With a horrendous pipeline safety record pockmarked with sizable spills into a world class trout stream and at least two sensitive wetlands and the total demolition of an historic dwelling — not to mention, an embarrassingly imperialist clash with the Standing Rock Sioux — Energy Transfer Partners will be investigated for highly suspect business practices, should two ranking Democrats and angry residents of three states get their way.
Sunoco Logistics, recently merged with Energy Transfer Partners (ETP), insists it maintains the strictest safety standards in the interests of public safety and the environment; yet, in actuality, Reuters investigators found its record the worst in the industry — a dubious distinction, considering Big Oil’s obsession with secreting spill information from public perusal.
Traversing Ohio and West Virginia, across Pennsylvania, to the Atlantic coast, construction of Mariner East 2 began in February to the consternation of environmentalists, activists, and residents in its path — many of whom have had their property usurped through the government’s property theft program known as eminent domain — and despite pending litigation, petitions, and large-scale protests.
Representative Frank Pallone, Jr., and Senator Maria Cantwell, in a letter to the Federal Energy Regulatory Commission (FERC) on Thursday, criticized the company for misleading regulators — which ultimately led to the destruction of an historic home in Ohio, for ETP’s Rover Pipeline — and provided a laundry list of spills and accidents spanning several states, for which ETP and its subsidiaries was responsible.
“In light of these troubling reports,” the pair wrote, “we request that FERC expand its investigation to include a review of all ETP projects and assets … including projects by ETP subsidiaries in order to fully determine whether ETP has falsified information for other projects.”
One such troubling incident involving Mariner East 2 occurred two days before the letter — when Pennsylvania’s Environmental Hearing Board was forced to shut down construction on certain aspects of the pipeline over mounting complaints and concerns, as DeSmogBlog reports,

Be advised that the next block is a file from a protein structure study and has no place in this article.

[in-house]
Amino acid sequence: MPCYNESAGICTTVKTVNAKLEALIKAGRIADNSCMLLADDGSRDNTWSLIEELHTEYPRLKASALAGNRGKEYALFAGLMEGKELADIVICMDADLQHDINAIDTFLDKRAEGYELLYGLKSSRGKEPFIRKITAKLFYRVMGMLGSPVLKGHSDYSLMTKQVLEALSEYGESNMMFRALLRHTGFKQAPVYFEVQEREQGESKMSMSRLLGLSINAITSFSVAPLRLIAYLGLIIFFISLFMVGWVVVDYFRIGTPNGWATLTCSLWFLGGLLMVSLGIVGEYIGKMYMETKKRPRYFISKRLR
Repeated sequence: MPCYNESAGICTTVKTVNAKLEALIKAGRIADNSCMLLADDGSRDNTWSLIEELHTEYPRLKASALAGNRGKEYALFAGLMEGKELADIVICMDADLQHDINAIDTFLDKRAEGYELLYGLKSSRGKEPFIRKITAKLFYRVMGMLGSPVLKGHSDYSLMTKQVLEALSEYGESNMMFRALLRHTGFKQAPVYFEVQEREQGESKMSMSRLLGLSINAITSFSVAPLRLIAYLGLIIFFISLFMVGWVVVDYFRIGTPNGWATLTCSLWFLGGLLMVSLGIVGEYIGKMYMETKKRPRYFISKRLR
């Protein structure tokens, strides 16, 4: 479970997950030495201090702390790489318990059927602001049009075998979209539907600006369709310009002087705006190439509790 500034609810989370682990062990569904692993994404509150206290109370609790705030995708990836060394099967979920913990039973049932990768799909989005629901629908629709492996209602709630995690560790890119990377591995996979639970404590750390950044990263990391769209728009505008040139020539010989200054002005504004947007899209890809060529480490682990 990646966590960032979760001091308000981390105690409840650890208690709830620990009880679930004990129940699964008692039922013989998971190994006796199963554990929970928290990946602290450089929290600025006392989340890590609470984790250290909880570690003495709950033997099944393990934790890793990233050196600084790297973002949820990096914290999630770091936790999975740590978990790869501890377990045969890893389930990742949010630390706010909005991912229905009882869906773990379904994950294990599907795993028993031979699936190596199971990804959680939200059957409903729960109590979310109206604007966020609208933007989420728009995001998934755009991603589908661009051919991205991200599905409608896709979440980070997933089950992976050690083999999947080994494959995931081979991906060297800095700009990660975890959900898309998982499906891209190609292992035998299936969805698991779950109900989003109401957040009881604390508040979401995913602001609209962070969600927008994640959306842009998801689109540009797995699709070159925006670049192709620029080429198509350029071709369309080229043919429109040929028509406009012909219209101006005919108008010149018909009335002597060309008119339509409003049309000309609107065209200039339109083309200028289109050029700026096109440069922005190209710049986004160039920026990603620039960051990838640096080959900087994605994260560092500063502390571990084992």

Judge Bernard Labuskes, Jr., “ordered all horizontal directional drilling — expected to be used in 168 locations where the pipeline crosses waterways or other obstacles — halted until August 7, except in places where Sunoco can show that stopping mid-bore would cause safety problems, equipment damage, or ‘more environmental harm than good.’ The order immediately affects 55 sites where drilling is currently underway.
“State environmental regulators are also investigating potential violations during the pipeline’s construction, including one case where regulators found that 14 homeowners ‘experienced adverse impacts to their private water supplies, which are drawn from groundwater.’”
Indeed, West Whiteland Township resident David Mano and his fiancé Dianne Salter told NPR’s StateImpact they were never informed a pipeline would be constructed in the area — and instead found out when an irate neighbor called and advised Mano to check the water in his well.
“Which I did Wednesday evening when I came home,” the homeowner explained, “and my water was light brown, full of sediment.”
Admitting drilling mud seeped into the aquifer supplying homes in West Whiteland Township, ETP insists the resulting presence of bentonite — which it describes as a non-toxic clay slurry and a common ingredient in women’s makeup and cat litter — is no cause for concern.
Residents — looking askance at sediment-laden water — balked.
“Ok, so you want me to drink cat litter and women’s foundation make-up in my water? I don’t think so,” Mano asserted.
Sunoco immediately provided bottled water and booked hotel rooms for residents affected; but, after briefly claiming the contaminant would clear out in a few days, the company offered to connect anyone relying on the aquifer to the public supply.
Beyond the sullied water supply, however, locals — most of whom were, like Mano, in the dark about Mariner East 2 — say the butane, propane, and other liquid fossil fuels slated to flow through the $2.5 billion pipeline present unfathomable risks to public safety.
“So it’s really a fear of an explosion,” Dianne Salter, whose well was impacted, told NPR, “if it does leak on our neighbor’s lawn and they don’t recognize that cloud or fog on the ground, one lady smokes, she drives by and throws her cigarette out the window, we’re goners, we’re gone.”
While FERC does not hold jurisdiction over Mariner East 2, specifically, this spill and the ongoing issues with residents certainly lends color to the voluminous tally of transgressions by ETP.
Considering the Trump administration’s slavish devotion to the oil and gas industry — and an ongoing game of musical chairs for officials — that anything will come of a FERC investigation, or whether an expansion will even occur, remains anyone’s pessimistic guess.
Image: Wikimedia Commons.
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